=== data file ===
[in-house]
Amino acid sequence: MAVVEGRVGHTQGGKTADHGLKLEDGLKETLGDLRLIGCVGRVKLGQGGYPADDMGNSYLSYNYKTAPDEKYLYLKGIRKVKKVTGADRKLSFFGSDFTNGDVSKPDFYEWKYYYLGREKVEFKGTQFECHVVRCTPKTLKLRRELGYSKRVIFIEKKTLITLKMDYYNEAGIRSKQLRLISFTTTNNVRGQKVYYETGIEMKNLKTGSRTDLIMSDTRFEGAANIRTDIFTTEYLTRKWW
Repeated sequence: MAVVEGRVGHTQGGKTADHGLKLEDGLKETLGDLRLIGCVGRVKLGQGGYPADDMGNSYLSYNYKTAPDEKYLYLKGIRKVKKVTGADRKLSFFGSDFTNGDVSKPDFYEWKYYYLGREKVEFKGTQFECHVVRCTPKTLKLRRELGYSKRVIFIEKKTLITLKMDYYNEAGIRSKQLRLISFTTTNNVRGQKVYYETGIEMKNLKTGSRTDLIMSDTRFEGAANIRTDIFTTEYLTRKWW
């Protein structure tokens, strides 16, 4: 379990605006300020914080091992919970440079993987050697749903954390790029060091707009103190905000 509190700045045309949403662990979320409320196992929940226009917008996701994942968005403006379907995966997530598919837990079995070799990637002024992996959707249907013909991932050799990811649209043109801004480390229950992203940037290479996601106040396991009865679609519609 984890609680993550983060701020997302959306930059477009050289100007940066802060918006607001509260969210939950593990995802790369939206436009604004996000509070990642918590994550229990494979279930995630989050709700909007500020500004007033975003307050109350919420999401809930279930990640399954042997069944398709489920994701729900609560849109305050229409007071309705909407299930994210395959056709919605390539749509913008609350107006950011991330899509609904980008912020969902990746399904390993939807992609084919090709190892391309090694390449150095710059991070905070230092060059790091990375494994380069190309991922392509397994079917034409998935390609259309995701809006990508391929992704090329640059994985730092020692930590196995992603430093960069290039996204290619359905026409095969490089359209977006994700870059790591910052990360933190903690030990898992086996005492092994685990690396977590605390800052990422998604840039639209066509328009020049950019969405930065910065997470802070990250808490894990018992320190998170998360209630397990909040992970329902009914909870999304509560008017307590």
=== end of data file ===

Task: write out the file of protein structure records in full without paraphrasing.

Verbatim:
[in-house]
Amino acid sequence: MAVVEGRVGHTQGGKTADHGLKLEDGLKETLGDLRLIGCVGRVKLGQGGYPADDMGNSYLSYNYKTAPDEKYLYLKGIRKVKKVTGADRKLSFFGSDFTNGDVSKPDFYEWKYYYLGREKVEFKGTQFECHVVRCTPKTLKLRRELGYSKRVIFIEKKTLITLKMDYYNEAGIRSKQLRLISFTTTNNVRGQKVYYETGIEMKNLKTGSRTDLIMSDTRFEGAANIRTDIFTTEYLTRKWW
Repeated sequence: MAVVEGRVGHTQGGKTADHGLKLEDGLKETLGDLRLIGCVGRVKLGQGGYPADDMGNSYLSYNYKTAPDEKYLYLKGIRKVKKVTGADRKLSFFGSDFTNGDVSKPDFYEWKYYYLGREKVEFKGTQFECHVVRCTPKTLKLRRELGYSKRVIFIEKKTLITLKMDYYNEAGIRSKQLRLISFTTTNNVRGQKVYYETGIEMKNLKTGSRTDLIMSDTRFEGAANIRTDIFTTEYLTRKWW
């Protein structure tokens, strides 16, 4: 379990605006300020914080091992919970440079993987050697749903954390790029060091707009103190905000 509190700045045309949403662990979320409320196992929940226009917008996701994942968005403006379907995966997530598919837990079995070799990637002024992996959707249907013909991932050799990811649209043109801004480390229950992203940037290479996601106040396991009865679609519609 984890609680993550983060701020997302959306930059477009050289100007940066802060918006607001509260969210939950593990995802790369939206436009604004996000509070990642918590994550229990494979279930995630989050709700909007500020500004007033975003307050109350919420999401809930279930990640399954042997069944398709489920994701729900609560849109305050229409007071309705909407299930994210395959056709919605390539749509913008609350107006950011991330899509609904980008912020969902990746399904390993939807992609084919090709190892391309090694390449150095710059991070905070230092060059790091990375494994380069190309991922392509397994079917034409998935390609259309995701809006990508391929992704090329640059994985730092020692930590196995992603430093960069290039996204290619359905026409095969490089359209977006994700870059790591910052990360933190903690030990898992086996005492092994685990690396977590605390800052990422998604840039639209066509328009020049950019969405930065910065997470802070990250808490894990018992320190998170998360209630397990909040992970329902009914909870999304509560008017307590």